If not for trucking, Sam Chatmon might never have met his wife, Glenda.
When Chatmon met her, she wasn’t a trucker, but he did meet her on the road, and “From the time we met we’ve been together 16 years,” he said. “After we got married I came off the road and stayed at a job at Baptist Medical Center in Little Rock almost three years and [then] I wanted to come back out on the road.
“She worked at Baptist Memorial [in North Little Rock, Ark.] When I came back out she missed me and I missed her. She was burned out at the hospital so we sent her to school. She got her license and has been driving for 14 years.”
When Glenda got out of driving school he was able to train her at Celadon for 10 weeks. When it came time to road test her, however, the company had another driver trainer do that.
The couple drives team for Transco Lines Inc. (TLI). They live in Indianapolis.
He used to work with mainframe computers, which is what he did at Baptist Medical Center. Chatmon grew up in Chicago, then moved to Texas, then back to Chicago. Since he got out of computer work he has stayed with trucking.
Chatmon’s been a driver for 17 years, the last five as a company driver for TLI. He and Glenda drive a 2009 Volvo and run true team, unlike a lot of team drivers who are married.
“She sleeps, I’m awake,” he said. “I should be driving.” [At the time he talked to The Trucker, Glenda was asleep in the bunk. They had just had the truck washed and he was letting it “air dry.”] “It’s very rare that you’ll see us up together. We do our 34-hour restart together — usually on a weekend. We have about 30 minutes up together a day.”
Chatmon said they are usually out about three-and-a-half to four weeks at a time. Then they stay home about five days. He said at the time he spoke with The Trucker that they were heading home to Indianapolis and he was not looking forward to it. The Super Bowl was in two weeks and he said all the people in Indianapolis would be going crazy about the Colts in the Super Bowl. He doesn’t like the Colts. So just which is his favorite NFL team?
“Whoever plays the Colts,” he said.
The Chatmons haul general freight, mostly for FedEx, Con-way and Lowe’s.
“Our truck is going 24 hours except to fuel and switch drivers,” Chatmon said. “Probably 22 hours. We have to fuel three times a day, sometimes. Teams are the way to do it. The problem is there are people who want to team but have no idea what it’s about.”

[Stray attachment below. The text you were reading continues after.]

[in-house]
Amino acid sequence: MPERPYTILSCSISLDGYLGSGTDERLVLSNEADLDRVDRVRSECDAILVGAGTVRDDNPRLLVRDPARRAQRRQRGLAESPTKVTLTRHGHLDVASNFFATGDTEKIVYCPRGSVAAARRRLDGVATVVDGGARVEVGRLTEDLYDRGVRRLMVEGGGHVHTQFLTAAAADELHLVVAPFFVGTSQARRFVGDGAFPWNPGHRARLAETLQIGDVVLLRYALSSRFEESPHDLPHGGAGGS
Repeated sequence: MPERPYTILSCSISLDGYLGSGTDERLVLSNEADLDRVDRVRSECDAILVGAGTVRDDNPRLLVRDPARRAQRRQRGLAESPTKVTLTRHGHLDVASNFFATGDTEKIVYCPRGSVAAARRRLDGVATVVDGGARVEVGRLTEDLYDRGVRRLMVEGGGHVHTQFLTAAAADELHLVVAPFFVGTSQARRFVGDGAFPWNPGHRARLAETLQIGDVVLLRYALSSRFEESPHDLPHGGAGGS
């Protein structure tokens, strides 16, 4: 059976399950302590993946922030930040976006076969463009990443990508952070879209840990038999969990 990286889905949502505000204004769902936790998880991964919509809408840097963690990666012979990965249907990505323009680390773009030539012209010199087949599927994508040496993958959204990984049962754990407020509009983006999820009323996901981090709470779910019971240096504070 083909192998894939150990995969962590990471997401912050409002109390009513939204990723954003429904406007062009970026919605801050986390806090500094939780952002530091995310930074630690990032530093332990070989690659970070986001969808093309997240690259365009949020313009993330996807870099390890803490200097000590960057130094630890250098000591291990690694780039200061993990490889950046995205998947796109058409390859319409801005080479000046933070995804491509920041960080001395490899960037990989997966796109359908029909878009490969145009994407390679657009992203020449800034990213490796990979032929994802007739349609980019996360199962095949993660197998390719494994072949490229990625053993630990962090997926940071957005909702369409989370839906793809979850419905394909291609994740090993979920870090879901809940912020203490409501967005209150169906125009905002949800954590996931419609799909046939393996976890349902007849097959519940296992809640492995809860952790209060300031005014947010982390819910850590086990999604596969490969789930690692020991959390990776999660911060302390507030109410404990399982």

Chatmon said they are doing good considering how the economy and trucking are, and that they “work for a very good company.”
Chatmon didn’t come into trucking totally without some family connection.
“My uncle owned 12 trucks when I was a kid. On weekends my cousin and I would go wash the trucks. That’s how we made our money. I just love to drive and I love to travel and I love to make money. It just works. I don’t want to sightsee. I’m out to make money. If you’re sightseeing, you’re spending money, not making any. It kind of defeats the purpose.
“We try to save. We are buying our home. We don’t have any car payments or credit card debt. America has you thinking you have to have credit to survive.”
When asked if it appeared the economy was on an upswing, Chatmon said, “Yes and no. We’re averaging between 5,000 and 6,000 miles a week. That’s real good in this economy. There have been maybe a couple of times it’s dropped under 5,000 miles.”
Many team drivers say that the Hours of Service would be better served with the ability to break up the 10 hours off-duty in smaller amounts.
“We would like to be able to log five [hours] and five instead of 10. It’s OK, but we’d rather log five and five. I can’t really sleep over about five hours and she’s the same way.”
When not sleeping, Chatmon said he reads books or just lies down.
“DOT can’t say you have to sleep,” he added.
Chatmon said that driving as a solo driver is hard when you have a wife, girlfriend, or children. It’s difficult to be gone so long and it’s costly too, he said. Being in a team with his wife is a lot easier.
“The best part of trucking,” Chatmon said, “is money, freedom and I am able to work with my spouse. Everything in trucking depends on ‘you.’”
The worst part, he added, is being away from home.
Barb Kampbell of The Trucker staff can be reached for comment at firstname.lastname@example.org.